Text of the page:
At the show in Tucson, Jiménez will perform one duet with Barrio, "La Mansa Lluvia (Gentle Rain)." Choreographed by Barrio herself, the dance is a "love story," Santangelo said. Jiménez also takes on one solo, "Encuentro (Meeting)."

Both dancers' biographies bear witness to the persistence of the tradition in the modern world. Jiménez learned flamenco not at a dance school but in the festivals and fairs of Andalusia, dancing at the side of masters. Barrio also performed in fiestas as a child, but at 16 took up formal dance training in Madrid.

The troupe's other two dancers, Sol La Argentinita (The Little Argentine) and Marina Elana, dance in the full company works, "Quebradas" and "La Plaza." La Argentinita conveys sweetness and Elana acidity, Santangelo said, making a "nice juxtaposition."

Both of the supporting dancers bring in outside influences. La Argentinita hails from Buenos Aires, better known for tango than flamenco, and Elana began studying flamenco in the Bay Area, where she picked up a degree in Spanish and film from Stanford.

Music is as important to the art of flamenco as the dancing, Santangelo said. Five of the seven numbers in the Centennial Hall concert are dance works, but two are purely musical.

The company has two singers, called cantaores, and two guitarists; all four have deep roots in flamenco.

Singer José Jímenez hails from a Gypsy family of flamenco performers. He started singing at age 14 in the tablaos—flamenco bars—of Madrid. The family of Manuel Gago, from the southern city of Cadiz, specialized in singing. Gago asserts that he began singing at 5.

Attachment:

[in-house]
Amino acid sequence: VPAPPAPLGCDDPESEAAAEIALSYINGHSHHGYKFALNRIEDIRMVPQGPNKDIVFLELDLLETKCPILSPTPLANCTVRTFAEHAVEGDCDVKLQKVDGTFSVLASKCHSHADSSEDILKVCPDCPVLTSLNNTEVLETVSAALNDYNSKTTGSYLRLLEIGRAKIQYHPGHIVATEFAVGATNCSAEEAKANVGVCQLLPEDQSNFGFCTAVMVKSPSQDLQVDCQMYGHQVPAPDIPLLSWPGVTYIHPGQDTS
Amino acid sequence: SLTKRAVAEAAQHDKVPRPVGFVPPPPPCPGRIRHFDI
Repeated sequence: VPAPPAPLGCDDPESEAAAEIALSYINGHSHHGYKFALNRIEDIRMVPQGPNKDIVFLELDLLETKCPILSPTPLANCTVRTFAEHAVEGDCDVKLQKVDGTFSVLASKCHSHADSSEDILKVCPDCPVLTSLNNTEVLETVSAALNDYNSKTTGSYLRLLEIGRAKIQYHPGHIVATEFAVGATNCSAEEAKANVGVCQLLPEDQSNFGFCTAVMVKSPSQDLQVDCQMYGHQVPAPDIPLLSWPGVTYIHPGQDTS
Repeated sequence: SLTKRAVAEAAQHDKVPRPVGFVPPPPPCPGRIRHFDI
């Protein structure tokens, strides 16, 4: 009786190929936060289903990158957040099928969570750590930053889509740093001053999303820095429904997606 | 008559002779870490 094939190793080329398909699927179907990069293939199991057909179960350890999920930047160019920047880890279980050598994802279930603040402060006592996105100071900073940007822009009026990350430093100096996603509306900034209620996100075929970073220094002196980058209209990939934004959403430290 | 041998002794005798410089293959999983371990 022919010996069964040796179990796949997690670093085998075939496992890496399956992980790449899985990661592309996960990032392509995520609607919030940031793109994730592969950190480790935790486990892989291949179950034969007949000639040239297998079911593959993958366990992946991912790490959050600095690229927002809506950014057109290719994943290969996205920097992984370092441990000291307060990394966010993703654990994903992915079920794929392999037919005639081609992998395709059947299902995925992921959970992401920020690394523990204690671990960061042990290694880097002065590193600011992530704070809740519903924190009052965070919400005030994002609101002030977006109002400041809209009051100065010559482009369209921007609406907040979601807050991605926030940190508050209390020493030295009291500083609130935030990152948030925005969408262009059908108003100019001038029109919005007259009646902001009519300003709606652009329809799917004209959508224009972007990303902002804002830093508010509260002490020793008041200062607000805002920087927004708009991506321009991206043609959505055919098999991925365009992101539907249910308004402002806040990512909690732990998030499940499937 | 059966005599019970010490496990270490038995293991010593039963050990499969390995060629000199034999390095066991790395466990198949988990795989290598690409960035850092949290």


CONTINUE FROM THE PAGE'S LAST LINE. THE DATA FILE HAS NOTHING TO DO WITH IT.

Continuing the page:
The guitarristas are also from performing clans. Salva de María's mother was a flamenco dancer and singer from Madrid, and he began his career playing guitar for his grandfather's troupe. Eugenio Iglesias started out in the tablaos of Seville.

But Santangelo has a hybrid history. A native New Yorker, he is the son of Luly Santangelo, an Argentine modern dancer. She performed in the U.S. with the acclaimed Nikolais Dance Theater.

"I danced for many years," her son said, originally in ballet and jazz. But in 1987 he got a hankering for flamenco and went to Spain to study and perform. He met and married Barrio there, and in 1993 the couple founded Noche Flamenca. The troupe has since performed all over the world, but its roots remain in Spain.

In between their four or five annual tours, Barrio and Santangelo live in Madrid, where they are raising two daughters. Both girls travel with the company whenever possible, and seem destined to carry on the tradition—with a contemporary twist that demonstrates how durable and adaptable flamenco is.

The 17-year-old has a penchant for the typically male cante singing. At 11, the younger girl loves to dance. "She's a little corporal genius," her father said. But so far she's interested not in flamenco but in an up-to-the-minute dance form that also originated in the streets. "The little one wants to dance hip-hop."